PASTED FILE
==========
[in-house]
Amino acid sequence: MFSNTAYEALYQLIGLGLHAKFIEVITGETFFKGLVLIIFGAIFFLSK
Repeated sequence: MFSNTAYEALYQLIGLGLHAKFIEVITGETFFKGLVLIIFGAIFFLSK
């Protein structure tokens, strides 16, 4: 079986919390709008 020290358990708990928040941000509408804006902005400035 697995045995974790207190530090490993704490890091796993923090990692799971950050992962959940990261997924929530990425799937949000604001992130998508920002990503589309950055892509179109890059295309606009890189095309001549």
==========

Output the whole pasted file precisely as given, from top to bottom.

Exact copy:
[in-house]
Amino acid sequence: MFSNTAYEALYQLIGLGLHAKFIEVITGETFFKGLVLIIFGAIFFLSK
Repeated sequence: MFSNTAYEALYQLIGLGLHAKFIEVITGETFFKGLVLIIFGAIFFLSK
């Protein structure tokens, strides 16, 4: 079986919390709008 020290358990708990928040941000509408804006902005400035 697995045995974790207190530090490993704490890091796993923090990692799971950050992962959940990261997924929530990425799937949000604001992130998508920002990503589309950055892509179109890059295309606009890189095309001549």